Medical marijuana is on the agenda in Albany once again, with a State Senator working hard to corral Republicans for a soon-to-be-introduced bill. Maybe we're burned out from all the non-medical marijuana, but haven't we seen this movie before? Dude, that's right: in 2005, 2007, 2008, 2009, 2010, and probably a bunch of other years we can't remember. But according to the Wall Street Journal, this time could be different, because the same political landscape that saw same-sex marriage pass could finally allow sick people to legally smoke grass, like they do in 16 other states.
State Senator Diane Savino, a Democrat from Staten Island whose parents and grandfather died of lung cancer, has joined Republicans on other votes, and she seems optimistic she can get a bill through the Senate. (Such a bill is a much easier sell in the Democrat-controlled Assembly, which passed medical marijuana bills in 2007 and 2008 by wide margins.) Previous bills would have given patients and designated caregivers the right to legally possess 2.5 ounces of marijuana or less, as long as it was kept out of public view.
Assemblyman Richard Gottfried, who would sponsor the bill in the Assembly, tells the Journal "a new version of the bill would have a 'hardship' provision allowing patients who live far away from a dispensary to grow their own pot plants. It would also extend to patients deemed too sick to travel or too poor to buy the drug." But Savino says those provisions would probably have to go in order to attract more support from Republicans, who hate helping poor people.
A Quinnipiac University poll in 2010 found that 71 percent of those polled said medical marijuana is a "good idea," with the poll finding support "among all political, racial and regional groups." And Gabriel Sayegh, the New York State Director of the Drug Policy Alliance, tells us, "It's great to see Assm. Gottfried and Sen. Savino re-introduce this legislation. Sixteen other states have the measure already—as does D.C. And two NY neighbors—Connecticut and New Hampshire—look poised to pass similar legislation soon. New York patients shouldn’t have to wait for relief any longer. They’ve waited long enough."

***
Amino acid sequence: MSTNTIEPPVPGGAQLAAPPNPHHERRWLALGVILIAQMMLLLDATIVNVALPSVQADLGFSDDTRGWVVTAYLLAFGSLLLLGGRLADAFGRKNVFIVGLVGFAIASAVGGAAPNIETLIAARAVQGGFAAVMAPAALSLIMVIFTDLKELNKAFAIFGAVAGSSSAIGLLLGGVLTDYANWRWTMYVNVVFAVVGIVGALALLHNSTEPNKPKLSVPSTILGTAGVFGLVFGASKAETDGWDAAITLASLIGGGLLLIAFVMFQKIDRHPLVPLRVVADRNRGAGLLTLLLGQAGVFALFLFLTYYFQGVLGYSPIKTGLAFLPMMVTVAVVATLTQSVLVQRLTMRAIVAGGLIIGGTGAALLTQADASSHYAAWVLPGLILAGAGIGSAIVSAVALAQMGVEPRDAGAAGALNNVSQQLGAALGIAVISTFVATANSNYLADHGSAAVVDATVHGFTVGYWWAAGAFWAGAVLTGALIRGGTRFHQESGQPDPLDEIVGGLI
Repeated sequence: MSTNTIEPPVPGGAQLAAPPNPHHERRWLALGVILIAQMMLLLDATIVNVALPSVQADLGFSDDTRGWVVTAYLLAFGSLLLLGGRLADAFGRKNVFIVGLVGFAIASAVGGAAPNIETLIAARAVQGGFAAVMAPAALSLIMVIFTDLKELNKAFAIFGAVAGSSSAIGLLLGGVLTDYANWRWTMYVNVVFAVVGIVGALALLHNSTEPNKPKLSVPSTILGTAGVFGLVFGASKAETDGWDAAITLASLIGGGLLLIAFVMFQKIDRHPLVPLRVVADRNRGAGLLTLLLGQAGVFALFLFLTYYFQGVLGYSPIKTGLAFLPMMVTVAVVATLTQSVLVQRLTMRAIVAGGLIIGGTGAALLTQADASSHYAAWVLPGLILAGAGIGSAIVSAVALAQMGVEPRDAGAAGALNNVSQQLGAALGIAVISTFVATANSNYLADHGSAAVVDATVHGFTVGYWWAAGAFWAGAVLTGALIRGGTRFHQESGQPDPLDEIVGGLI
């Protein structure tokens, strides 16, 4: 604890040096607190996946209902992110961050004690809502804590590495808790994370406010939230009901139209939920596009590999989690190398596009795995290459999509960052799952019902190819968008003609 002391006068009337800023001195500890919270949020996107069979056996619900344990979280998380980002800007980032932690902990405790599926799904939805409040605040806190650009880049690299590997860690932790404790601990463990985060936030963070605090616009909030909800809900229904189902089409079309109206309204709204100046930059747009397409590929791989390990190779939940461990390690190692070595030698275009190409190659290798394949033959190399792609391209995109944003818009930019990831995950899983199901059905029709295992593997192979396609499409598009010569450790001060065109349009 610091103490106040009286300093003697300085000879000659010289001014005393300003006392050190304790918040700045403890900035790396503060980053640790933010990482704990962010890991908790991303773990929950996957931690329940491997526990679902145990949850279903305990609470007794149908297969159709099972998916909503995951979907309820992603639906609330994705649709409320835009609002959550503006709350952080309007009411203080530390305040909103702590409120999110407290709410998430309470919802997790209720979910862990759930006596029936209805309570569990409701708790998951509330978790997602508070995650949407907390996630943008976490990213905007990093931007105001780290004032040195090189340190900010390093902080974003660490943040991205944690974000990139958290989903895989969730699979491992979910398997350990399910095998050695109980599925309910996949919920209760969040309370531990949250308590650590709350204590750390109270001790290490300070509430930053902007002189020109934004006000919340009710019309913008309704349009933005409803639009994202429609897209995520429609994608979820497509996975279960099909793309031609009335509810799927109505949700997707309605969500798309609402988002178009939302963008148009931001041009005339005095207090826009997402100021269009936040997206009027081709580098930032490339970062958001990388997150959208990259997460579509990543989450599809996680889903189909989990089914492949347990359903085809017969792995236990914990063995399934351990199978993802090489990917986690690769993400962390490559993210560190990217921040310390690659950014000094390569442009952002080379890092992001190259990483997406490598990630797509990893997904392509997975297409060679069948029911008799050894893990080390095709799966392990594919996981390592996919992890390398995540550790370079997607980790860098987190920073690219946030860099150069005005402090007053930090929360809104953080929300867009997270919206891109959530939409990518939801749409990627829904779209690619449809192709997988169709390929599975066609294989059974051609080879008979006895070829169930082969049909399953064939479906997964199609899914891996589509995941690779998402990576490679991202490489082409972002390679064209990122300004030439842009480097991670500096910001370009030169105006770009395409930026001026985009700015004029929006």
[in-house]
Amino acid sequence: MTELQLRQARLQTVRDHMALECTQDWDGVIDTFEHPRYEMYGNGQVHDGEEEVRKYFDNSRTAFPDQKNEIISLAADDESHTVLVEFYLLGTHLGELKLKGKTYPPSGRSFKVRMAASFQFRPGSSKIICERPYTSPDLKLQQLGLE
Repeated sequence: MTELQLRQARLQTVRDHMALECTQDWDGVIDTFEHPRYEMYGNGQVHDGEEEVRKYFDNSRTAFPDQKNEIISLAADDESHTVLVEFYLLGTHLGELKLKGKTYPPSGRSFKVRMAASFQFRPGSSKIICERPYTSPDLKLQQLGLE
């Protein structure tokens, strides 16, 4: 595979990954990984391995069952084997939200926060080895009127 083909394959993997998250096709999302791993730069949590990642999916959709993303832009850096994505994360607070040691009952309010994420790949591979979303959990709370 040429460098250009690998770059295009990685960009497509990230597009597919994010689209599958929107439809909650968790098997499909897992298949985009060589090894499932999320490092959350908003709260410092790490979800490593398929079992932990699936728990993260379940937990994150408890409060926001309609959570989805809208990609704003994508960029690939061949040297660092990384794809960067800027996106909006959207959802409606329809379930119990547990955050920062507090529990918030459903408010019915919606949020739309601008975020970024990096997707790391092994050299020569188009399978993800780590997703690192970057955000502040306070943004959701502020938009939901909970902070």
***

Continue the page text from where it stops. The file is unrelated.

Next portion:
It's unclear where Governor Cuomo is on this. When he was running for Governor, he said the risks of medical marijuana outweighed the benefits. But last year he told reporters his administration did not have a final position on the matter. 28 Democrats in the Senate are believed to be supportive of a medical marijuana bill, which means they'd need at least four Republicans to join them in order for it to pass.
But Republican Senator Kemp Hannon, a Long Islander who is chairman of the Senate Health Committee, is poised to harsh the vibe. He tells the Journal it's a bad time to "loosen marijuana laws" what with all these other illegal drugs floating around out there. "To start dealing with other substances which have not been vetted or tested is not something I want to go near," Kemp Hannon says, in regard to this mysterious, untested new drug called "marijuana." Obviously, things would be way cooler if Long Island had just elected Hemp Cannon instead.